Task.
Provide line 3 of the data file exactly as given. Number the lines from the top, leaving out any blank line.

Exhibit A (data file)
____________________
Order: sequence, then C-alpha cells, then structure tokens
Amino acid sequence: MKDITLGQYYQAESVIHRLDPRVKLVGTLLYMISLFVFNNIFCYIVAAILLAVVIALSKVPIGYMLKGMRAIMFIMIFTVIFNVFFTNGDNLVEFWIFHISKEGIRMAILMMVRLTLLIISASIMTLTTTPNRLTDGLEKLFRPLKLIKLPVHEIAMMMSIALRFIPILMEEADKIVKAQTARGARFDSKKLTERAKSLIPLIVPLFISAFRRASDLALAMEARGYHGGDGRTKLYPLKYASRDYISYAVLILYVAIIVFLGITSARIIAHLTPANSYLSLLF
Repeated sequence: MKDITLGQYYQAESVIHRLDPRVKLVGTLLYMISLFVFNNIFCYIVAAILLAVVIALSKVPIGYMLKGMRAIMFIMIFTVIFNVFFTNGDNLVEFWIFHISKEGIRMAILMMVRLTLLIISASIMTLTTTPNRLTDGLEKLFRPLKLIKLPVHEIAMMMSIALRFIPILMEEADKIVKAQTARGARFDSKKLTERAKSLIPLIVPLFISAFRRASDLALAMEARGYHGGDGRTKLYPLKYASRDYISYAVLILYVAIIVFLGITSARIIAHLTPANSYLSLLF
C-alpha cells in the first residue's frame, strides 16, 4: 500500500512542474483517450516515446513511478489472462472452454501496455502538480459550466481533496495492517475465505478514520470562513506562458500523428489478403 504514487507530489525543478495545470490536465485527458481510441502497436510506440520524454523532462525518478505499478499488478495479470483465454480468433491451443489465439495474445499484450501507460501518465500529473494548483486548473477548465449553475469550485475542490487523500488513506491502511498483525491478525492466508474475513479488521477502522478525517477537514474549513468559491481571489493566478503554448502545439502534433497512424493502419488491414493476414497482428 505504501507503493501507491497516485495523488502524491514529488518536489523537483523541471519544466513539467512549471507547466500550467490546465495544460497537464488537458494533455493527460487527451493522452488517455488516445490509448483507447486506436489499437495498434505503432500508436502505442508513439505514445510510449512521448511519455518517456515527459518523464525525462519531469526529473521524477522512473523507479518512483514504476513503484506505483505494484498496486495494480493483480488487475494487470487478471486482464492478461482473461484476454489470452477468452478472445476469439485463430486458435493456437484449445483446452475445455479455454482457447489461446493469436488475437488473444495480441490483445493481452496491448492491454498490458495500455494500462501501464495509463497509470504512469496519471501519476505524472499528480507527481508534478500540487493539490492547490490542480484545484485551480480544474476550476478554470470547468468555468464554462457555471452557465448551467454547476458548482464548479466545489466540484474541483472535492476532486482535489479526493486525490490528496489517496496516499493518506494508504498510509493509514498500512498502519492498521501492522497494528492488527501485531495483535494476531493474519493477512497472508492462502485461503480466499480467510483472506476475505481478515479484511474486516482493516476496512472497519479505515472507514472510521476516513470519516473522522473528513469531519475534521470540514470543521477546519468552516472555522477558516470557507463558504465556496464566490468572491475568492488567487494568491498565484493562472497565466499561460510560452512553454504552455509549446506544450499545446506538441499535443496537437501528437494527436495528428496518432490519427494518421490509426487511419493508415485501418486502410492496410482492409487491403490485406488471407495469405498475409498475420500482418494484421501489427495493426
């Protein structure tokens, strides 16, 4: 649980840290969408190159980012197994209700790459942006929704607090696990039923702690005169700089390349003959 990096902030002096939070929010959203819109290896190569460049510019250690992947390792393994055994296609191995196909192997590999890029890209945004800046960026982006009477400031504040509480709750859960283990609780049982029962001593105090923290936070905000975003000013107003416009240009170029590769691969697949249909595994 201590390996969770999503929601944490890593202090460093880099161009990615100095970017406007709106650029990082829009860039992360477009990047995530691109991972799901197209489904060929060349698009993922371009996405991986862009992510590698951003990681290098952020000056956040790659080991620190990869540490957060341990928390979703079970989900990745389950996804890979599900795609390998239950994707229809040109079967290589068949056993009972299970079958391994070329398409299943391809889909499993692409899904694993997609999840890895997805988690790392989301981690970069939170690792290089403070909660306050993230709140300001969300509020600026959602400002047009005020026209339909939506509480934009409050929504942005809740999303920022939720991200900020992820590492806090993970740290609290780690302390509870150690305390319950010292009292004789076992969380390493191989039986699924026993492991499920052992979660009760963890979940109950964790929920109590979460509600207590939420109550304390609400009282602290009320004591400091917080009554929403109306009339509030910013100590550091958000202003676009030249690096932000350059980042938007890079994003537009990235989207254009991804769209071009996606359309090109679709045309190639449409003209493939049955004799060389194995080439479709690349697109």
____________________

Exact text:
Repeated sequence: MKDITLGQYYQAESVIHRLDPRVKLVGTLLYMISLFVFNNIFCYIVAAILLAVVIALSKVPIGYMLKGMRAIMFIMIFTVIFNVFFTNGDNLVEFWIFHISKEGIRMAILMMVRLTLLIISASIMTLTTTPNRLTDGLEKLFRPLKLIKLPVHEIAMMMSIALRFIPILMEEADKIVKAQTARGARFDSKKLTERAKSLIPLIVPLFISAFRRASDLALAMEARGYHGGDGRTKLYPLKYASRDYISYAVLILYVAIIVFLGITSARIIAHLTPANSYLSLLF